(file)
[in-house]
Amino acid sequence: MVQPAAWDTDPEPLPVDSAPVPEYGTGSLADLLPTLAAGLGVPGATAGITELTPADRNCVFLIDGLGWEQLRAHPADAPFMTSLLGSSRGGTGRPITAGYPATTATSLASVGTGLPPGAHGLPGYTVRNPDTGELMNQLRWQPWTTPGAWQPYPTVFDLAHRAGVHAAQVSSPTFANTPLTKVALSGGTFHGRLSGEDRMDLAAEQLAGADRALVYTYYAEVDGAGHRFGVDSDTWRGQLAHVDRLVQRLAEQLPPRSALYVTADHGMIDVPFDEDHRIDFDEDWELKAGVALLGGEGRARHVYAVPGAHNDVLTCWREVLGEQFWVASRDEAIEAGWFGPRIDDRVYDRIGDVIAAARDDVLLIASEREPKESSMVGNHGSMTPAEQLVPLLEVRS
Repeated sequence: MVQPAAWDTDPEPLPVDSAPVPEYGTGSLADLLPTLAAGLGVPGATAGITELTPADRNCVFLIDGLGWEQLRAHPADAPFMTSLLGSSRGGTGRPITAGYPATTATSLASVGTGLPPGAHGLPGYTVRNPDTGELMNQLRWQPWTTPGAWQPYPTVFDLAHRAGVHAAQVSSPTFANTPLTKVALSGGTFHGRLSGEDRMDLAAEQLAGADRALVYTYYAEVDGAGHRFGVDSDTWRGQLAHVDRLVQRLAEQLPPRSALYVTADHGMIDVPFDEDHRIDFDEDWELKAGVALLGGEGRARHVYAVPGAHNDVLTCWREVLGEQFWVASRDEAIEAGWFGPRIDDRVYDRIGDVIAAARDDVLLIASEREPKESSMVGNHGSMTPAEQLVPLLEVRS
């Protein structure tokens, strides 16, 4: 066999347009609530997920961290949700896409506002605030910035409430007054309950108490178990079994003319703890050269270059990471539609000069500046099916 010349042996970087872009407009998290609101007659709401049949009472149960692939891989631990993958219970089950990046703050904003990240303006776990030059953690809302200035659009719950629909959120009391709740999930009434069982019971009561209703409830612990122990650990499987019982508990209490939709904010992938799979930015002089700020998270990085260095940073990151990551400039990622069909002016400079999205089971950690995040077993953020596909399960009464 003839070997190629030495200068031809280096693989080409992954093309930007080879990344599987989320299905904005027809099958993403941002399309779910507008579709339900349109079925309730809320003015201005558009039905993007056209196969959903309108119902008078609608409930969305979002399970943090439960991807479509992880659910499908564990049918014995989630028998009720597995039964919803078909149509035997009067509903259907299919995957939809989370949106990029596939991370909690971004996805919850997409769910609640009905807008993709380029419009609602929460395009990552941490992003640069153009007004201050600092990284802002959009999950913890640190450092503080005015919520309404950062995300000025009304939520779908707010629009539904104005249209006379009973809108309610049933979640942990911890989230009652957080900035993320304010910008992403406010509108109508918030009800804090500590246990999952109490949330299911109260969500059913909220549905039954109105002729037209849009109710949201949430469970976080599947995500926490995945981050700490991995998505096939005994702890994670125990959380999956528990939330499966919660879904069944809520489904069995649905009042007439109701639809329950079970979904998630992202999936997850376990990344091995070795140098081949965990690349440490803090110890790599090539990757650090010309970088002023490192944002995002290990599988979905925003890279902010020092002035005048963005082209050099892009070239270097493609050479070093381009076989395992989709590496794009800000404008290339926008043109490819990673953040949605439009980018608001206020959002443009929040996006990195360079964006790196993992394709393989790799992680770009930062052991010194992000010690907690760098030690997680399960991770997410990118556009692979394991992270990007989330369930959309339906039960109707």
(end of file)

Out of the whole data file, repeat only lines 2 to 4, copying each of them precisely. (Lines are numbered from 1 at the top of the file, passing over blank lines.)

Amino acid sequence: MVQPAAWDTDPEPLPVDSAPVPEYGTGSLADLLPTLAAGLGVPGATAGITELTPADRNCVFLIDGLGWEQLRAHPADAPFMTSLLGSSRGGTGRPITAGYPATTATSLASVGTGLPPGAHGLPGYTVRNPDTGELMNQLRWQPWTTPGAWQPYPTVFDLAHRAGVHAAQVSSPTFANTPLTKVALSGGTFHGRLSGEDRMDLAAEQLAGADRALVYTYYAEVDGAGHRFGVDSDTWRGQLAHVDRLVQRLAEQLPPRSALYVTADHGMIDVPFDEDHRIDFDEDWELKAGVALLGGEGRARHVYAVPGAHNDVLTCWREVLGEQFWVASRDEAIEAGWFGPRIDDRVYDRIGDVIAAARDDVLLIASEREPKESSMVGNHGSMTPAEQLVPLLEVRS
Repeated sequence: MVQPAAWDTDPEPLPVDSAPVPEYGTGSLADLLPTLAAGLGVPGATAGITELTPADRNCVFLIDGLGWEQLRAHPADAPFMTSLLGSSRGGTGRPITAGYPATTATSLASVGTGLPPGAHGLPGYTVRNPDTGELMNQLRWQPWTTPGAWQPYPTVFDLAHRAGVHAAQVSSPTFANTPLTKVALSGGTFHGRLSGEDRMDLAAEQLAGADRALVYTYYAEVDGAGHRFGVDSDTWRGQLAHVDRLVQRLAEQLPPRSALYVTADHGMIDVPFDEDHRIDFDEDWELKAGVALLGGEGRARHVYAVPGAHNDVLTCWREVLGEQFWVASRDEAIEAGWFGPRIDDRVYDRIGDVIAAARDDVLLIASEREPKESSMVGNHGSMTPAEQLVPLLEVRS
């Protein structure tokens, strides 16, 4: 066999347009609530997920961290949700896409506002605030910035409430007054309950108490178990079994003319703890050269270059990471539609000069500046099916 010349042996970087872009407009998290609101007659709401049949009472149960692939891989631990993958219970089950990046703050904003990240303006776990030059953690809302200035659009719950629909959120009391709740999930009434069982019971009561209703409830612990122990650990499987019982508990209490939709904010992938799979930015002089700020998270990085260095940073990151990551400039990622069909002016400079999205089971950690995040077993953020596909399960009464 003839070997190629030495200068031809280096693989080409992954093309930007080879990344599987989320299905904005027809099958993403941002399309779910507008579709339900349109079925309730809320003015201005558009039905993007056209196969959903309108119902008078609608409930969305979002399970943090439960991807479509992880659910499908564990049918014995989630028998009720597995039964919803078909149509035997009067509903259907299919995957939809989370949106990029596939991370909690971004996805919850997409769910609640009905807008993709380029419009609602929460395009990552941490992003640069153009007004201050600092990284802002959009999950913890640190450092503080005015919520309404950062995300000025009304939520779908707010629009539904104005249209006379009973809108309610049933979640942990911890989230009652957080900035993320304010910008992403406010509108109508918030009800804090500590246990999952109490949330299911109260969500059913909220549905039954109105002729037209849009109710949201949430469970976080599947995500926490995945981050700490991995998505096939005994702890994670125990959380999956528990939330499966919660879904069944809520489904069995649905009042007439109701639809329950079970979904998630992202999936997850376990990344091995070795140098081949965990690349440490803090110890790599090539990757650090010309970088002023490192944002995002290990599988979905925003890279902010020092002035005048963005082209050099892009070239270097493609050479070093381009076989395992989709590496794009800000404008290339926008043109490819990673953040949605439009980018608001206020959002443009929040996006990195360079964006790196993992394709393989790799992680770009930062052991010194992000010690907690760098030690997680399960991770997410990118556009692979394991992270990007989330369930959309339906039960109707």